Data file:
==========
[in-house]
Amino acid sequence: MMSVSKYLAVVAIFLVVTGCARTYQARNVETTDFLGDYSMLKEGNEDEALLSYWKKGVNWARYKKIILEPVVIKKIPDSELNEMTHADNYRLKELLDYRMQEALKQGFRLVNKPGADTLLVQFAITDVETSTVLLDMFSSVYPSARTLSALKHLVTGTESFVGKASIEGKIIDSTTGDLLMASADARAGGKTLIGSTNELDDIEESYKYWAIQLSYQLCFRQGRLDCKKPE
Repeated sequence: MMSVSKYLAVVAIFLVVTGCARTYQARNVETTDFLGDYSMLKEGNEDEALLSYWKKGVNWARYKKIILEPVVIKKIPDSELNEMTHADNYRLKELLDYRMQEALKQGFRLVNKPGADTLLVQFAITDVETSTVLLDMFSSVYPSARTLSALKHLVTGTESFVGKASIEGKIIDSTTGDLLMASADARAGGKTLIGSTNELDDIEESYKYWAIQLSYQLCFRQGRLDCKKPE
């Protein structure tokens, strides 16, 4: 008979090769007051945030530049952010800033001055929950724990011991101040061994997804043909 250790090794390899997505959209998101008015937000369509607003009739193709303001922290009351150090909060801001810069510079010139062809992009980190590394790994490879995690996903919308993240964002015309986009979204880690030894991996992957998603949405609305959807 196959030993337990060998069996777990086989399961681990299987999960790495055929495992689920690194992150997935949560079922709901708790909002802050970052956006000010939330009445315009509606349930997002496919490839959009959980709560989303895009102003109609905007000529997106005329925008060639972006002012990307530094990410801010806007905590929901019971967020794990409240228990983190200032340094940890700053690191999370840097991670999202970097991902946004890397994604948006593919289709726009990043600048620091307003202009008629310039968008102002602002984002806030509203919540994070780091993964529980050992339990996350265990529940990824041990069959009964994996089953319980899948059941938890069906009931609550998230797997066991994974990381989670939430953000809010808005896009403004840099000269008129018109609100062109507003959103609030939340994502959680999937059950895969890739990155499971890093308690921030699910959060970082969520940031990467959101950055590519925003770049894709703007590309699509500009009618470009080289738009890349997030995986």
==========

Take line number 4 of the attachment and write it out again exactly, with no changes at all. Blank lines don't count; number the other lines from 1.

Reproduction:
């Protein structure tokens, strides 16, 4: 008979090769007051945030530049952010800033001055929950724990011991101040061994997804043909 250790090794390899997505959209998101008015937000369509607003009739193709303001922290009351150090909060801001810069510079010139062809992009980190590394790994490879995690996903919308993240964002015309986009979204880690030894991996992957998603949405609305959807 196959030993337990060998069996777990086989399961681990299987999960790495055929495992689920690194992150997935949560079922709901708790909002802050970052956006000010939330009445315009509606349930997002496919490839959009959980709560989303895009102003109609905007000529997106005329925008060639972006002012990307530094990410801010806007905590929901019971967020794990409240228990983190200032340094940890700053690191999370840097991670999202970097991902946004890397994604948006593919289709726009990043600048620091307003202009008629310039968008102002602002984002806030509203919540994070780091993964529980050992339990996350265990529940990824041990069959009964994996089953319980899948059941938890069906009931609550998230797997066991994974990381989670939430953000809010808005896009403004840099000269008129018109609100062109507003959103609030939340994502959680999937059950895969890739990155499971890093308690921030699910959060970082969520940031990467959101950055590519925003770049894709703007590309699509500009009618470009080289738009890349997030995986």